Prenatal Vitamin D Sufficiency Reduces Childhood Asthma Risk

Childhood asthma is the most common chronic disease of childhood in the United States and globally. Maternal asthma is a major risk factor in the development of childhood asthma and wheezing. The vitamin D (VD) status in pregnancy has emerged as a modifiable factor influencing these outcomes. The combined effects of maternal asthma status and prenatal VD status across pregnancy have not been assessed to date.

Childhood asthma is the most common chronic disease of childhood in the United States and globally. Maternal asthma is a major risk factor in the development of childhood asthma and wheezing. The vitamin D (VD) status in pregnancy has emerged as a modifiable factor influencing these outcomes. The combined effects of maternal asthma status and prenatal VD status across pregnancy have not been assessed to date.

Lu and colleagues examined the combined effects of prenatal vitamin D sufficiency (25-hydroxyvitamin D = 30 ng/mL) and maternal asthma status on the development of childhood asthma or recurrent wheeze by age 3 years.

High Risk of Asthma

The study included 806 mother-offspring pairs from the Vitamin D Antenatal Asthma Reduction Trial (vitamin DAART), a randomized double-blinded placebo-controlled trial of vitamin D supplementation in pregnant women at high risk of offspring asthma due to a maternal or paternal history of asthma or atopy.

Vitamin D sufficiency status was examined in early (10-18 weeks of gestation) and late pregnancy (32-38 weeks of gestation).

Among mothers with asthma, vitamin D sufficiency in either early or late pregnancy was associated with an almost halved risk of childhood asthma or recurrent wheeze by age 3 years compared to vitamin D insufficiency in both early and late pregnancy.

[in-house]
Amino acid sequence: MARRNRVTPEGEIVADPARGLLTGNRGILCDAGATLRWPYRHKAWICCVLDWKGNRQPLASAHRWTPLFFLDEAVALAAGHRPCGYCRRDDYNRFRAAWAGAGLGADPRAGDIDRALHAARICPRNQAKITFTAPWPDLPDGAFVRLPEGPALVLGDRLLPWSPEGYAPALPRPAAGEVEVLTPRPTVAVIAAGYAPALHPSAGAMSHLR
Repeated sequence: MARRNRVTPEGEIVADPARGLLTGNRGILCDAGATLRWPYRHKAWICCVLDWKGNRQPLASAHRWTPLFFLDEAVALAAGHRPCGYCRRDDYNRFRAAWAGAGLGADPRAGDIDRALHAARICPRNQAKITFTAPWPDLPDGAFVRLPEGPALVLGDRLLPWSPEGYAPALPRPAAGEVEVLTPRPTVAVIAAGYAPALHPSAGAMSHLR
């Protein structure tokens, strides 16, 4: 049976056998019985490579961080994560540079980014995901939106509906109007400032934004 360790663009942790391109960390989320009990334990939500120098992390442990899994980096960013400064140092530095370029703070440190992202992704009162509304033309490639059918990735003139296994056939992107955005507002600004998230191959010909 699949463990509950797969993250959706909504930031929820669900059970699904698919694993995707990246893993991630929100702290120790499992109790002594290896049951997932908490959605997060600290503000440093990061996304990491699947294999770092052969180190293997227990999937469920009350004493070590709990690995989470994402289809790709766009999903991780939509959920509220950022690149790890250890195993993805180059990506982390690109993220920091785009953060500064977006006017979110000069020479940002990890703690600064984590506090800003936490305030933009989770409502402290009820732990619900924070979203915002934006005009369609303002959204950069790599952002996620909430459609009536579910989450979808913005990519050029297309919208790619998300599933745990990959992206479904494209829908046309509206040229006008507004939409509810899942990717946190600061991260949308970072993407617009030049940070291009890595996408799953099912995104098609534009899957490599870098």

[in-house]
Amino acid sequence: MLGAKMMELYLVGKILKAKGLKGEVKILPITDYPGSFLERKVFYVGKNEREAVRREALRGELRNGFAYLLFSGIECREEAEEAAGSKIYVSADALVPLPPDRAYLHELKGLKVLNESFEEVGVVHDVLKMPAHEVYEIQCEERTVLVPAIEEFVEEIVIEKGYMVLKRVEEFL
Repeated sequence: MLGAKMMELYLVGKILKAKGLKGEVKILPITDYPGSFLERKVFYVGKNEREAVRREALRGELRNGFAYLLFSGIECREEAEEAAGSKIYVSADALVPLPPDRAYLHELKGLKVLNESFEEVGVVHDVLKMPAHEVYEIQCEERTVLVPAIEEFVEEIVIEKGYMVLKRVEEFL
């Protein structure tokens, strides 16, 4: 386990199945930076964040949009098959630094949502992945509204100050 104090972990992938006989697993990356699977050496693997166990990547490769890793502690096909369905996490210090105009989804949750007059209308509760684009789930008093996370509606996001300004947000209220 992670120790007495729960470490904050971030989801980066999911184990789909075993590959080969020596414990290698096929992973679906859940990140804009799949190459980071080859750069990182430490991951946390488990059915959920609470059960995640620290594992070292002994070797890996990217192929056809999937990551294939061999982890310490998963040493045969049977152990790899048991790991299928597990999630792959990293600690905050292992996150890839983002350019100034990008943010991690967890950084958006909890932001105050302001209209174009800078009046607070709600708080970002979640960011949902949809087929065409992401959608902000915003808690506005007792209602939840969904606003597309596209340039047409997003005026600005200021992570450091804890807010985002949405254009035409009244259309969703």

Advantages of Vitamin D

Vitamin D sufficiency in both early and late pregnancy was associated with a further reduction of the risk to two-thirds. This protective trend was reiterated in the progression of childhood asthma or recurrent wheeze from age 3 years to active asthma at age 6 years, regardless of maternal asthma status.

Based on these findings, the authors suggest a protective role for prenatal vitamin D sufficiency throughout pregnancy on the subsequent development of childhood asthma and recurrent wheeze outcomes, particularly in women with asthma, who are at a higher baseline risk of offspring asthma.

Further studies may shed light on the underlying mechanisms of the effects of prenatal vitamin D and its optimal levels in the prevention of offspring asthma.

Source: Lu M, et al. "Effect of early and late prenatal vitamin D and maternal asthma status on offspring asthma or recurrent wheeze." The Journal of Allergy and Clinical Immunology. 18 August 2020.


Page top